• GLuint program - the Id of the shader program ( the one we created with glCreateProgram )
  • GLuint shader - the Id of the shader ( the one we created with glCreateShader )

It doesn't really matter at which point in time you call this function, as long as both the shader has been created with glCreate*. You can even do this before loading the source. All it does is that it attaches the shader to the shader program using the ids. Though I find it more logical to attach the shader after it has been fully created. That way we won't be adding any shaders that failed to compile.


The final step of creating a shader program is to link it. This will inspect the shaders and optimize them before creating an executable. And finally the executable will be sent to the GPU.

Parameters :

  • GLuint program - the Id of the shader program ( the one we created with glCreateProgram )

An we're done, the shader program has been created and uploaded to the GPU so we can use it in our OpenGL application.


Finally, now that our program has been created, we can finally start using it. This function is also very simple, it simply activates the program we pass in as the parameter. There can only be one shader program at any time, so passing in a new id disables the old one.

Parameters :

  • GLuint program - the Id of the shader program ( the one we created with glCreateProgram )

Putting it all together

Below is a simple, fully working, example on how to set up a shade program.

And now, at last, we can have a look into setting up the induvidual shaders, first a look the language they are written in.


Shaders are written in GLSL ( OpenGL Shading Language ), which is very similar to standard C. But with a few extra built in stuff and some other stuff removed. The most important addition for us right now is the storage qualifiers. These specify whether the value is an input or and output. If the value is an output, it also tells what kind of an input it is. The storage qualifier is place before the type of value ( see example below )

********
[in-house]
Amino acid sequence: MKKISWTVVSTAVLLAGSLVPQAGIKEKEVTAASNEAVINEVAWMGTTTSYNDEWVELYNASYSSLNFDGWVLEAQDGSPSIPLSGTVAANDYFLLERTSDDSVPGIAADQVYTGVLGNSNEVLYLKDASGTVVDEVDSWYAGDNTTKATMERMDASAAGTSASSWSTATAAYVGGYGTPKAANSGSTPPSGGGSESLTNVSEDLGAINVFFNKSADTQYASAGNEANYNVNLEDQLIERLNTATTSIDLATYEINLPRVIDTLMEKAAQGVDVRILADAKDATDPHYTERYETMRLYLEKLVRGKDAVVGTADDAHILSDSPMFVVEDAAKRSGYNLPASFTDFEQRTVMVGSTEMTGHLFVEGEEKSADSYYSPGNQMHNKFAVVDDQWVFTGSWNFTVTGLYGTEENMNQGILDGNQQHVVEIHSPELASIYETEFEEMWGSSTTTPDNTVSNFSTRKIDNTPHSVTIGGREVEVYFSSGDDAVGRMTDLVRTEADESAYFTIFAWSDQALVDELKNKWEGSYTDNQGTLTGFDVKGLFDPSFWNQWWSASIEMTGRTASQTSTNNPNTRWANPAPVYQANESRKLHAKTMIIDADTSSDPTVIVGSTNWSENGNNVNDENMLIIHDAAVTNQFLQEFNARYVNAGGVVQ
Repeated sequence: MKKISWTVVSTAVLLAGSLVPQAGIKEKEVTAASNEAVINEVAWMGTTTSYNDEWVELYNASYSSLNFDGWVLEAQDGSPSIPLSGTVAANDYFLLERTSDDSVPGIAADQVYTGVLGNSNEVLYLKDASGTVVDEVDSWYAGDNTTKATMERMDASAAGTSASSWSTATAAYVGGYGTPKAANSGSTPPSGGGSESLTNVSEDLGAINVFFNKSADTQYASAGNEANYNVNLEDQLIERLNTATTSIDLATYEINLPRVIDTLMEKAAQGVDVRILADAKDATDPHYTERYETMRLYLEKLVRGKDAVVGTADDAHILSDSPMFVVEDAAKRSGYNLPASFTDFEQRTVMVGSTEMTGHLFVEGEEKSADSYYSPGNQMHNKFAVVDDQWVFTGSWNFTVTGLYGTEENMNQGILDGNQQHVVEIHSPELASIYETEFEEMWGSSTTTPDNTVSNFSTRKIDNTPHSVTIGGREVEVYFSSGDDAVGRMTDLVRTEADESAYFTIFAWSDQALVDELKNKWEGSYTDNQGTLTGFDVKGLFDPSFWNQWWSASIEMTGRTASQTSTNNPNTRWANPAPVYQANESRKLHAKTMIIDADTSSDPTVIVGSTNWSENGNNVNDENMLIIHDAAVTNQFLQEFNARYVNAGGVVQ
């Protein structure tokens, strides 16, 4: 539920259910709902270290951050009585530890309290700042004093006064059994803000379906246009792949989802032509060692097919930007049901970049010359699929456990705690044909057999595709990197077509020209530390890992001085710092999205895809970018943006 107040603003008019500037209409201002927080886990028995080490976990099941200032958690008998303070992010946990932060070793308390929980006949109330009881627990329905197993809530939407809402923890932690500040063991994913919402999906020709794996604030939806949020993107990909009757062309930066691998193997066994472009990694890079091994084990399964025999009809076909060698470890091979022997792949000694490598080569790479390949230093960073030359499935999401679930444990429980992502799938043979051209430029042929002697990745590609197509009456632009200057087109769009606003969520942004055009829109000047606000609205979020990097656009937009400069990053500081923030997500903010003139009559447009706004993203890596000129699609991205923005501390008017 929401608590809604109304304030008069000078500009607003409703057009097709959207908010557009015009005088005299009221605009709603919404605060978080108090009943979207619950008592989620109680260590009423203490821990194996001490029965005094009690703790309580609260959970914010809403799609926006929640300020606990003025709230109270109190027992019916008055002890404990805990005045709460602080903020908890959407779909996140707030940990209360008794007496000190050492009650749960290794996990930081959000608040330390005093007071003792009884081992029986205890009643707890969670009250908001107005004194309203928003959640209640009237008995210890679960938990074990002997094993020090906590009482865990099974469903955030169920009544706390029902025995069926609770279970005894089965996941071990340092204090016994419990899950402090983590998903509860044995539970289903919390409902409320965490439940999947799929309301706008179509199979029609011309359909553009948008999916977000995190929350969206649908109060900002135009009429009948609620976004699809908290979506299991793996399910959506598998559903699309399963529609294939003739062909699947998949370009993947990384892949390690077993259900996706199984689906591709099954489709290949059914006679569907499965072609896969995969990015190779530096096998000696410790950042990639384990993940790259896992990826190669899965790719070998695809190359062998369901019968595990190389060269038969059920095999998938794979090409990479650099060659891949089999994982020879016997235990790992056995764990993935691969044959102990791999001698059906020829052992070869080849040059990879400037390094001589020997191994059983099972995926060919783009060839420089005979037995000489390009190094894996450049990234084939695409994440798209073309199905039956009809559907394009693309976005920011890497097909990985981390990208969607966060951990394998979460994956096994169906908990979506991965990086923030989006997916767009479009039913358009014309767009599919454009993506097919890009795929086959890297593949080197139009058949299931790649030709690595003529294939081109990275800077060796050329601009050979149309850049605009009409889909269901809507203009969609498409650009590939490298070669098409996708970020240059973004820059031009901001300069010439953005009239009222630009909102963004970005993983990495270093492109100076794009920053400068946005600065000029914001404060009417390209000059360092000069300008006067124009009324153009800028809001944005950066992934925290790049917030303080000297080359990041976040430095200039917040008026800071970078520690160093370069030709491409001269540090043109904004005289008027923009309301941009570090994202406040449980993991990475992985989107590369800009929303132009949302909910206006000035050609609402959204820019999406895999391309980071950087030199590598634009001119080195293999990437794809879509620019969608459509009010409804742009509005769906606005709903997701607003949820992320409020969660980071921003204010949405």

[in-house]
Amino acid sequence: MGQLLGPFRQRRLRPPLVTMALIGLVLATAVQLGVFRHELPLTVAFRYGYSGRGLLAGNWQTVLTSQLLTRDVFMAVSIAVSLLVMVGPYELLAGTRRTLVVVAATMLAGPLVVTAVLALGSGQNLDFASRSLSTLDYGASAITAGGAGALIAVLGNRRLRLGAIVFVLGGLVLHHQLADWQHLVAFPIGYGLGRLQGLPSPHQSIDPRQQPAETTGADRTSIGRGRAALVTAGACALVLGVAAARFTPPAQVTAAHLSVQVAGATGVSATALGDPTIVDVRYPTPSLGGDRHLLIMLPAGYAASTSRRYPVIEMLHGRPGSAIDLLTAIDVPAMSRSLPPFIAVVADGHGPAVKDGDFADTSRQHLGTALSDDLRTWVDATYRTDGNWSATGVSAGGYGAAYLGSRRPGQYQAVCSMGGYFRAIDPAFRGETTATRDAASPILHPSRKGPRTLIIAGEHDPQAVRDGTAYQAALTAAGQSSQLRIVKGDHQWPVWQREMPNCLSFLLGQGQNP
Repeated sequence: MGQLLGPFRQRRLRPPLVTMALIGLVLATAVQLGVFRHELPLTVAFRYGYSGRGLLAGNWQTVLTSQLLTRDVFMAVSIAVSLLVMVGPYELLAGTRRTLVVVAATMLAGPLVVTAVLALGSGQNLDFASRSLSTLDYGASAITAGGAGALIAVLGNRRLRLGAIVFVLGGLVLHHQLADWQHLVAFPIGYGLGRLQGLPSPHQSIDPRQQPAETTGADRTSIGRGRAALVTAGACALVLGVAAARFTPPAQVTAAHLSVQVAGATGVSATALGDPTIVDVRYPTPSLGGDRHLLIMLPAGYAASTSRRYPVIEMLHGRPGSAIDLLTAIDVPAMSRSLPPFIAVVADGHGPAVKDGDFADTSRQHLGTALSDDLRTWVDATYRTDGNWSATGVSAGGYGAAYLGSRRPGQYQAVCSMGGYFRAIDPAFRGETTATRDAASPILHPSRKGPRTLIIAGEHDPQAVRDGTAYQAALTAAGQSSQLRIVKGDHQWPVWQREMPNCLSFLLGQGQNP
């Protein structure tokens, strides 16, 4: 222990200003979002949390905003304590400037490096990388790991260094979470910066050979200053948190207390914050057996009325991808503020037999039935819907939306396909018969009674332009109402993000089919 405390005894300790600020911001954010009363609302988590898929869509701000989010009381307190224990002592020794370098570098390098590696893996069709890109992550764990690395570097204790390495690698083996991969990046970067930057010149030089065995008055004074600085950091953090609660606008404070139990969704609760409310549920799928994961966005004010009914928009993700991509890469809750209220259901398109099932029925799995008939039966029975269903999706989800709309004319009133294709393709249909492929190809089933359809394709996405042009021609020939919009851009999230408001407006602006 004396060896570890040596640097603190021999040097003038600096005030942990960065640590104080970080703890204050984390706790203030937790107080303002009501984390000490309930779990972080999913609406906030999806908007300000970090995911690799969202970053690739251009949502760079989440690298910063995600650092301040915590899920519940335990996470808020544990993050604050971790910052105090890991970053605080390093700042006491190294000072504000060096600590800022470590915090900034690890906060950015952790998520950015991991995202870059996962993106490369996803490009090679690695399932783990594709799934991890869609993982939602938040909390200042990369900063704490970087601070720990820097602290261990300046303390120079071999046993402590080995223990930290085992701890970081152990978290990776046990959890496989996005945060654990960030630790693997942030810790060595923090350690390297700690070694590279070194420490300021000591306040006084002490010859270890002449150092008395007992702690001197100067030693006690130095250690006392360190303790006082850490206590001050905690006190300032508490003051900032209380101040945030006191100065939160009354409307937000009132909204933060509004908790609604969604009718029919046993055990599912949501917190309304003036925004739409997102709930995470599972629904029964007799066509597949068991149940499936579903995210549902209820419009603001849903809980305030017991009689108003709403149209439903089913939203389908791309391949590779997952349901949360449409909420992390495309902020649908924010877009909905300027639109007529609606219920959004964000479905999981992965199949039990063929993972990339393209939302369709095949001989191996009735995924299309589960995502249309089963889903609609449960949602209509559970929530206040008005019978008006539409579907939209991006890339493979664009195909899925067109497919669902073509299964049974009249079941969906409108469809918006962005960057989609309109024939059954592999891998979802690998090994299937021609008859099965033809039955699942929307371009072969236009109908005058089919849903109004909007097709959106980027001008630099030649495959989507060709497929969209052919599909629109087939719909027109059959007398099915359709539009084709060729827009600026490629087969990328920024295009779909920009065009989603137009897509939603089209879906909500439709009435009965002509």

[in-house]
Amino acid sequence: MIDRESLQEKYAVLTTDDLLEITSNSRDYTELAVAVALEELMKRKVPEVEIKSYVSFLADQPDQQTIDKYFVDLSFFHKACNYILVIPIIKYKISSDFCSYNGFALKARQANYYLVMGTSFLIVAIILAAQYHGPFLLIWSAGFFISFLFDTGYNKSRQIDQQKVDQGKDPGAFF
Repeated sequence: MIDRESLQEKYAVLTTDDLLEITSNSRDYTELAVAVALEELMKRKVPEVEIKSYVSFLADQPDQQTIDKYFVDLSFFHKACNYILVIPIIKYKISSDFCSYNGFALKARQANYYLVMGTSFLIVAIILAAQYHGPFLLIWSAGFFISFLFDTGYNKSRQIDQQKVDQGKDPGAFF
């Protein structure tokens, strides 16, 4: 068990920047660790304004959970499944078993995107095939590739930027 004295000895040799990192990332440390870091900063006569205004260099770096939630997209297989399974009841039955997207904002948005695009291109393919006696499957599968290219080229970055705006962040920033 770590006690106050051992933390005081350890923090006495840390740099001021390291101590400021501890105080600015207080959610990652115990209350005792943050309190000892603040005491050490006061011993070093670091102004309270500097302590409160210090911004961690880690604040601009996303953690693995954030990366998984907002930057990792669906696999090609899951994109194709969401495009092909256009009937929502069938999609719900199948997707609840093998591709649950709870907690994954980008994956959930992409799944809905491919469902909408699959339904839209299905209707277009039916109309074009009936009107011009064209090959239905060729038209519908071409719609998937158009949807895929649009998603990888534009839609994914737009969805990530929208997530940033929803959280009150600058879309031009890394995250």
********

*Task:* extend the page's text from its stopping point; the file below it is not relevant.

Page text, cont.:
• Attribute input values ( sttribute)
    • Attribute values ( passed from a VBO)
    • Only for vertex shaders
  • Attribute input values ( in )
    • Input values passed from previous shaders
  • Attribute output values ( out )
    • Input values to pass to next shaders
  • Custom input values ( uniform )
    • Input to the shader
    • Used for values that are not stored in a VBO
    • Can be any type ( float, int, bool, array )

We won't be using attribute, only in / out

Vertx shader example

Let's look at a simple vertex shader :

The top two variables attribute in vec3 in_Position; in vec4 in_Color; are shader input variables which we got from the VBO / VAO ( see below. )

The third variable, out vec4 ex_Color;, is our out variable. This is the variable we send to the fragment shader we have to do this manually by setting it in our main() like so : ex_Color = in_Color;

Fragment shader example

Now lets look at a simple fragment shader :

So, the way to pass in VBO data is through an in value. All attributes ( like positions and colors ) must be passed to the vertex shader and then from the vertex shader to the next shader and so on. An attribute can only be passed from one shader to the next, you can't pass it directly to the last shader for example. The output values will automatically be passed through the shaders we haven't written ourselves.

Geometry shader

The geometry is a little bit more complicated and more involved than the fragment shader and the vertex shader so I wont explain in in this post. I will show you a geometry shader example that you can experiment with. It's commented so hopefully it should be easy to get an overview over what it does.